As the healthy dining trend continues to gain steam, restaurants are not only competing with each other for consumers’ dining dollars, they also need to consider the growing amount of health-conscious eaters who choose to prepare food at home in order to have control over ingredients and portion size.
Offering a healthy menu with customizable options can help restaurants win these customers back and attract new ones. Crafting a healthy menu doesn’t have to mean a total overhaul, according to Joy Dubost, director of nutrition and healthy living at the National Restaurant Association. Dubost said honoring special requests to put dressing on the side or omit bread or chips can go a long way towards making customers feel as if their healthy eating needs are being met. “Along the lines of customization, I think sometimes people are afraid to either request or ask, and I would encourage folks when they go into the restaurant to ask for a special request or modification to what’s listed because a lot of times that can be accommodated,” she said.
Menu labeling is another way to accommodate patrons who are aiming to eat healthy, whether that means listing calorie counts for each menu item or placing an icon next to dishes that are “heart healthy” or gluten-free. While many restaurants will soon be required to list calorie counts under the new health care law, Dubost suggests that even those restaurants that won’t be required by law to include them should consider adding calorie counts and other nutrition information. She cited a study published in The International Journal of Hospitality Management that found consumers are more likely to choose restaurants that provide this information. “We know that that’s where consumers now are going towards, they want that information there so they can make the decision that’s right for them,” she said.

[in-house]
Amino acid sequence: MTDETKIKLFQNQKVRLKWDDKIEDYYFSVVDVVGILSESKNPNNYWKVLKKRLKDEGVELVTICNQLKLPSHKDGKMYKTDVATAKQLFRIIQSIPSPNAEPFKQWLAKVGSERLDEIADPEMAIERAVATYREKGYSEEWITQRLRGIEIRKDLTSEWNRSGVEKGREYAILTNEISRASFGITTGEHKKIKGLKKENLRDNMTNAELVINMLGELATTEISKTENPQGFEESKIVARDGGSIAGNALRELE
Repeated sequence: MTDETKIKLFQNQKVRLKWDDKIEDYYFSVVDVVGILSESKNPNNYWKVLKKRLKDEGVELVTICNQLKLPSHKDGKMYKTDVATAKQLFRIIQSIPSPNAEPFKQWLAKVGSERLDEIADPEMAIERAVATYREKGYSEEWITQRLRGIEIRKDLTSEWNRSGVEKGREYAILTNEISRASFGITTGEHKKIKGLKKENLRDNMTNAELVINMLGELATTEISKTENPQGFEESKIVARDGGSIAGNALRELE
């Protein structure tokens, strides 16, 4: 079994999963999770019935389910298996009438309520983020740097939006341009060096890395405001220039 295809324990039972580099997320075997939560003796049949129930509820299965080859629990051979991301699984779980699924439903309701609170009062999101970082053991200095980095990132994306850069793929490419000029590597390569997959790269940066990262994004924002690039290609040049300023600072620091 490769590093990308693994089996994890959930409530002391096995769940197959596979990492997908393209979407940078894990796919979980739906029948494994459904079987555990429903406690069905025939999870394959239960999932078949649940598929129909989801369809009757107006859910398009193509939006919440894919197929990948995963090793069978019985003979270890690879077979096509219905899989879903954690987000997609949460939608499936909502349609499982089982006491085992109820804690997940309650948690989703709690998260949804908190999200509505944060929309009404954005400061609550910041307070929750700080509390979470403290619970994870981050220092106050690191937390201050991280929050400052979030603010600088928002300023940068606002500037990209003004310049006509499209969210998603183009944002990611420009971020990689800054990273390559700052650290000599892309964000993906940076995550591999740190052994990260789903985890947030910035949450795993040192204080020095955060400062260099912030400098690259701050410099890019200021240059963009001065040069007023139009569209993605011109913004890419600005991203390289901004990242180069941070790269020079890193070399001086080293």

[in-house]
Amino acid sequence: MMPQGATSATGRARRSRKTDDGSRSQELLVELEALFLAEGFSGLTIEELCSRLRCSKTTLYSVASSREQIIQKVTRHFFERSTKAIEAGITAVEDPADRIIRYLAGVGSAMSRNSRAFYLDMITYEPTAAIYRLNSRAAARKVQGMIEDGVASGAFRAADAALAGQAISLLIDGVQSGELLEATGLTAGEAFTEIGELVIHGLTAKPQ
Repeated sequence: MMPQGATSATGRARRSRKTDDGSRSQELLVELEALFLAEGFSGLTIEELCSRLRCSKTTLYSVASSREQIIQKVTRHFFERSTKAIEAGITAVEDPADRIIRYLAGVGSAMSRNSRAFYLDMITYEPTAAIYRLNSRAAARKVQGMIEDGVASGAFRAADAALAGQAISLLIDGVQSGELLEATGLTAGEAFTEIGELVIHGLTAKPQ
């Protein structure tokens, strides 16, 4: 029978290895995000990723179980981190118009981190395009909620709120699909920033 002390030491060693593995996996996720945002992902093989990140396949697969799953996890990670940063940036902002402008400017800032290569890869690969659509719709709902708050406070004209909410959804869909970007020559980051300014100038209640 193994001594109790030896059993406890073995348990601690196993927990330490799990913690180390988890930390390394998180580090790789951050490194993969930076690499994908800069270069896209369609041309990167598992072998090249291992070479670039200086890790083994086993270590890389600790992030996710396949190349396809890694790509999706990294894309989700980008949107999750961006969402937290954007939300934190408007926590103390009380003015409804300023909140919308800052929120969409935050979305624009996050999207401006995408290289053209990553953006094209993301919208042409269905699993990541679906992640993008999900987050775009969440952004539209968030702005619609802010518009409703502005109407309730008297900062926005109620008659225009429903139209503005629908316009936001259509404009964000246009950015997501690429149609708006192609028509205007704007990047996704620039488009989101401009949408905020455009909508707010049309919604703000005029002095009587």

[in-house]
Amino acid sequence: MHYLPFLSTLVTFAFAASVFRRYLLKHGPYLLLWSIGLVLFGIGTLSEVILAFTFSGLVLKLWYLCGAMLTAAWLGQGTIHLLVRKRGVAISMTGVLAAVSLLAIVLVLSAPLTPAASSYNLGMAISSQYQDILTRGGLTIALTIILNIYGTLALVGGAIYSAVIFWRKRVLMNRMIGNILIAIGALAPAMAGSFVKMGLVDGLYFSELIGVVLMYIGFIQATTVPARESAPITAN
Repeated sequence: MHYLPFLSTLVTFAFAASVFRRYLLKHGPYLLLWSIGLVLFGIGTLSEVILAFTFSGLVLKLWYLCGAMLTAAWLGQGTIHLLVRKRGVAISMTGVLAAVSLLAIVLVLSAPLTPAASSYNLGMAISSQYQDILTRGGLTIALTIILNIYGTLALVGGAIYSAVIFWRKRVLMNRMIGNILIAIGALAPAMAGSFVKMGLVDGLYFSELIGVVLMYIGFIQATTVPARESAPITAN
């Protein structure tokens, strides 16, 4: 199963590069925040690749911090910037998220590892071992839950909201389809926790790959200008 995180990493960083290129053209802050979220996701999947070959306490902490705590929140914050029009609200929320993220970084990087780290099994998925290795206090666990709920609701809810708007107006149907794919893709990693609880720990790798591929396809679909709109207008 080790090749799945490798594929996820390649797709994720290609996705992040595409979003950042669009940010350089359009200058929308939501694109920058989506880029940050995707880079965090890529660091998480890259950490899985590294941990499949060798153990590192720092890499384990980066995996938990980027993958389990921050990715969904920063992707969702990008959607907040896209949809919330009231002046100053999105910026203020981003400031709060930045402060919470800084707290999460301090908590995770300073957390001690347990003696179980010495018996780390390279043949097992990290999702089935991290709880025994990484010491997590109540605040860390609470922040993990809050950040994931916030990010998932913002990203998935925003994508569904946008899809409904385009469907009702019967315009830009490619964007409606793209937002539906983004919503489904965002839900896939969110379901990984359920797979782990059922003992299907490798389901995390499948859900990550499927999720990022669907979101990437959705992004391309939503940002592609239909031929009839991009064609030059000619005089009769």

Listing calorie counts next to dishes doesn’t mean that diners will always go for the options with the lowest number. Many people still consider restaurants to be a place where they can splurge, and even healthy eaters can still indulge if they plan ahead, Dubost said.
“If you’re going to go for a more indulgent, heartier meal, one of the ways to do that is to go with what the restaurant is offering you and take a portion home for the next day, or budget your calories throughout the day so that when it comes time for the restaurant you’ve kind of factored that part of it in. I always tell folks as a dietician to always go with a plan. So a lot of times its going on the restaurant’s website, you can see what they offer and know what you’re going to order if you’re trying to be more healthful … and then stick to your guns and order those types of options.”
Even desserts can fit into a healthy lifestyle, as long as portion sizes are kept small and diners know what they are getting. “[There is] this emergence of these desserts in little shot glasses, which I think are great because it gives people the opportunity to indulge without over indulging,” Dubost said.
No matter what steps restaurants take to accommodate health-minded consumers, its important to remember that taste is still paramount.
“It’s got to taste good … We still have to overcome that barrier because people don’t always equate health with good taste,” Dubost said. “Put the time and the investment into working with the chef to create that culinary experience for the consumer, even though they’re trying to eat healthier. A lot of times that can just be the flavoring of it — adding more spices and herbs — and the presentation of it can really go a long way.”
Joy Dubost will moderate an education session at the National Restaurant Association Restaurant, Hotel-Motel Show in Chicago entitled “Create A Healthier Plate for your Menu” on May 18 at 10 a.m. Check out the full show schedule for other education sessions covering health & nutrition and other industry topics.